1. Think about your current M&A process
2. Get to Know Your Team
3. Establish Accountability and Trust
4. Start Daily Standup Meetings
5. Continuous Innovation
Being “old school” means that maybe you are holding on to traditional practices, because they work for you. These methods are tried and true, and have been proven over the years. However, there are many new ways in which to approach the M&A process. Many of these approaches involve technology, or methodologies that can help speed the process along, while also being more efficient. Although there is a learning curve that is associated with any new process, this is minimal in comparison to the overall benefits that these practices can create.
Being old school in M&A might mean that you are overly reliant on Excel spreadsheets, email, phone calls and weekly meetings. Or it might mean that you do not have a centralized platform, or that you do not use current technology, which can help you streamline this often cumbersome process.
Your deal status is reviewed weekly through meetings with your teams, where potential problems are identified and addressed, assignments are given, and any other areas of concern are discussed, and hopefully, proactively addressed. This has worked for you, for years. Why change something that is working well?
However, what will transition you from an “old-school practitioner” to a “modern M&A practitioner” is not difficult, nor is it new.
It is a time-tested methodology called Agile that has been tweaked and improved over the years. Agile has been proven as an effective tool that can transform a company from a poorly performing company to one that can function at a high level and be very productive. Companies spanning various industries have adopted and implemented this methodology successfully, resulting in the optimization of time, effort and capacity to improve enterprise effectiveness.
Commonly thought to be a methodology restricted to the technology world, Agile can be implemented at almost any type of company. The benefits of becoming Agile means that you have clearly defined roles, project visibility, clear communication and overall accountability. This can be done in five steps.
What is your current state?
After asking yourself these questions and really defining what your current state is, and also taking into consideration where you would like to be, you have an honest assessment of the current state of your group and working style. Part of this is also assessing what your workload is, how heavy it may be, and also how the workload is handled; is there a backlog of work that needs to be done?
Step two means establishing a solid governance of your teams and work streams. Does each work stream have a leader? Also, is there a leader that oversees all activity? Do the leaders know what is going on at all times, do they have that transparency in knowing what is happening with their work stream, what people are working on, what people are stuck on, or where they may need help?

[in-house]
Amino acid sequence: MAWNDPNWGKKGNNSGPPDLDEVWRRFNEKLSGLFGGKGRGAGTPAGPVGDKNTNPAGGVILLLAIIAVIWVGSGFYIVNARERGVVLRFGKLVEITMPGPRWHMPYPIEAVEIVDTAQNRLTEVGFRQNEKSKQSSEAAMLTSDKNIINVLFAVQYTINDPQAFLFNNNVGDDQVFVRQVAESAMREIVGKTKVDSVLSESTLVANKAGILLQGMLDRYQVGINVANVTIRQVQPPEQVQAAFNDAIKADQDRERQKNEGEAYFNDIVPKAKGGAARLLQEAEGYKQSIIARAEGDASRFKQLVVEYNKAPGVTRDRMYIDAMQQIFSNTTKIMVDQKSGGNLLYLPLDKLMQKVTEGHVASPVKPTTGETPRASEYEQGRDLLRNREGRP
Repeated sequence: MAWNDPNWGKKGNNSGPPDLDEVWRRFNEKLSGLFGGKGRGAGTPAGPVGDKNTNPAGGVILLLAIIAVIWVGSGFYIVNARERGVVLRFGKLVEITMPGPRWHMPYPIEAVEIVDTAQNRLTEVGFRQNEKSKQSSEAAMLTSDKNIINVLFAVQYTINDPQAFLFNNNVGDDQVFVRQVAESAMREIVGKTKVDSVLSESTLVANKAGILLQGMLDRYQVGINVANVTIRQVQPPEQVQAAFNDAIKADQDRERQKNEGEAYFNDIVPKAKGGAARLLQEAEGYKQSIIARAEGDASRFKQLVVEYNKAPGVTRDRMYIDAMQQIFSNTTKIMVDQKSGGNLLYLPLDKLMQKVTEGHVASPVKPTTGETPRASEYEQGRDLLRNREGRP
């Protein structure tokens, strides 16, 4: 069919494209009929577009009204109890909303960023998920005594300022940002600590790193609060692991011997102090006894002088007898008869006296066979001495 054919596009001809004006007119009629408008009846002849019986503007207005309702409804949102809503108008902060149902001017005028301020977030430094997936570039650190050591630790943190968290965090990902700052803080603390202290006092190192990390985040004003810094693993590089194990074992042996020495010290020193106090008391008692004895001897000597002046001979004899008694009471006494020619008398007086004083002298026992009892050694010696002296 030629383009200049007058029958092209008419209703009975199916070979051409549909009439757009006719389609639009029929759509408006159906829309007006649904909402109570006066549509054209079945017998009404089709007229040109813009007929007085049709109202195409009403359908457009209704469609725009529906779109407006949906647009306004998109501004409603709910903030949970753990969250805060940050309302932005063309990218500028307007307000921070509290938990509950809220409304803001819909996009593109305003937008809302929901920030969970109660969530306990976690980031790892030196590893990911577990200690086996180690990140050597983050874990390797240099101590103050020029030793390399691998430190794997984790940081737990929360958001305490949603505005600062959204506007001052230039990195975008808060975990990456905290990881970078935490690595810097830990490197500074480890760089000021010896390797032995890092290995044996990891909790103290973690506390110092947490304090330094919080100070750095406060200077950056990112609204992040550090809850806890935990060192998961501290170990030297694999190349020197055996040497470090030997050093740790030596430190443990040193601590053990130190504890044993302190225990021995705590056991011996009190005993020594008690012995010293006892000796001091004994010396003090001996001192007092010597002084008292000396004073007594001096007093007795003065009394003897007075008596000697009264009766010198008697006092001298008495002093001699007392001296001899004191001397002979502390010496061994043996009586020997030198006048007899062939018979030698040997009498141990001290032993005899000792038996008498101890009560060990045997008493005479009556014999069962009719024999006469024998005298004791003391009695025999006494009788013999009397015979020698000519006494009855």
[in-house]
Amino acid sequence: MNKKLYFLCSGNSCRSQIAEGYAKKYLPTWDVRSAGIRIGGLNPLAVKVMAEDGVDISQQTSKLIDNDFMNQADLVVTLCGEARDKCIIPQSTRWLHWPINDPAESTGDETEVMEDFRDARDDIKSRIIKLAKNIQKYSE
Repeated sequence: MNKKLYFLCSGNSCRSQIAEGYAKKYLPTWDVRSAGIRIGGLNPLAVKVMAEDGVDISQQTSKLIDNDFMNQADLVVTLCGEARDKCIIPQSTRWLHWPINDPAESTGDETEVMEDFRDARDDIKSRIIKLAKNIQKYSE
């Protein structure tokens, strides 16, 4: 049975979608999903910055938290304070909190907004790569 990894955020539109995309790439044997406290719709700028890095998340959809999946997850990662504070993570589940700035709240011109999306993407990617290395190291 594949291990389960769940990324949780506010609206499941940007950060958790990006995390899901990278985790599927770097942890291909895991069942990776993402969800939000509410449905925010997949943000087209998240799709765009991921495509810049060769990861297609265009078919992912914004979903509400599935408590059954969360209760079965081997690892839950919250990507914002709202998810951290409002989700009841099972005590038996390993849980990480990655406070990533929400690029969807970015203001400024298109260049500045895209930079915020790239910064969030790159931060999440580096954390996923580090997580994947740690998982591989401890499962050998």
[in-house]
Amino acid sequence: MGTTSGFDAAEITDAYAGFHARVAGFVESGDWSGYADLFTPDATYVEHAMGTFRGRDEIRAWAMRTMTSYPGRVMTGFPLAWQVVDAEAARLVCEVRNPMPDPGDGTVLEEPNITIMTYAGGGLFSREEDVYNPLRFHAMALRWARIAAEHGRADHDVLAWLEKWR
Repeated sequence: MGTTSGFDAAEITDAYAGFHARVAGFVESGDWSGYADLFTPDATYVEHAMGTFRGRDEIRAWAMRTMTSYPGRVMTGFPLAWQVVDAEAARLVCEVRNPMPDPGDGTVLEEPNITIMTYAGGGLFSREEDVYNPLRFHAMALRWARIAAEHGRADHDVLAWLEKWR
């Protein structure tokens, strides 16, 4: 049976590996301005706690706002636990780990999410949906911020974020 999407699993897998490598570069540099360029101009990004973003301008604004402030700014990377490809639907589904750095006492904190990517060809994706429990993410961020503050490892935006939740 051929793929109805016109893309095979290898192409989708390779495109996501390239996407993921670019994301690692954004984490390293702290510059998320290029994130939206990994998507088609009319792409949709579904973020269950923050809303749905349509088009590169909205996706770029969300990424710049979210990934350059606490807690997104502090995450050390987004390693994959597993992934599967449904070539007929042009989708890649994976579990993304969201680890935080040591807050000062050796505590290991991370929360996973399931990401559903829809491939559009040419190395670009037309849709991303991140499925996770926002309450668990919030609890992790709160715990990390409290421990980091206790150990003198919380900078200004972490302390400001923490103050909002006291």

Part of being Agile is establishing a solid workflow, having visibility of the project as a whole, including all the workstreams, above all else. This way, if there are problems, these problems are addressed immediately and are not left to fester or compound over time. Projects are run seamlessly, and there is no duplicate work; everyone is productive and accountable for their own projects. After you get to know your team, you can identify where you would like to be.
Accountability means that employees have clearly defined roles and responsibilities, and they know that they are held accountable to complete a task or activity. With this comes the fact that each person is trusted and responsible for letting their group know if they have an issue completing a task; any challenge needs to be addressed with the group and group leader.
Everyone has visibility into each others’ deliverables. If a task is not completed, the employee is fully accountable as to why the task was not completed, and why he/she did not seek help early on with his/her team.
In a meeting-heavy corporate culture, many people are resistant to adding more meetings. However, the creators of Agile were just as meeting-adverse, and they encourage the day to begin with one meeting, called a “standup” meeting, at the same time every morning to check in.
The purpose of the meeting is simple: each employee stands up and gives a quick status of their project, what they did yesterday, what they plan on doing today, and any roadblocks where they may need help from others. This meeting should take about 15 minutes to complete, and it gives complete transparency to everyone in the project; roadblocks are addressed in real-time, and then everyone is free to continue working for the rest of the day.
Putting Agile in place initially may be challenging, as it takes some work to gain employee buy-in, and to also ensure that employees understand and are following the Agile methodology. However, being Agile becomes simpler over time, and has the advantage of encouraging continuous innovation in a company. After every project is finished, employees are encouraged to take a step back and examine the work they did.
Questions that should be asked:
Asking these questions will help improve the process for the next project. It will foster and support continuous innovation over the life of the company. Instead of always doing what you have always done, it provides a proactive approach to project management, in a continuously evolving manner.
Once you have become Agile, you will find that managing projects is far easier, work is reduced, and duplicate work and stress are reduced as well. Although it may take the initial investment of time and effort, why not try something that will make you and your company run better?
Try Agile M&A today, and move from being “old school” to become a modern M&A practitioner.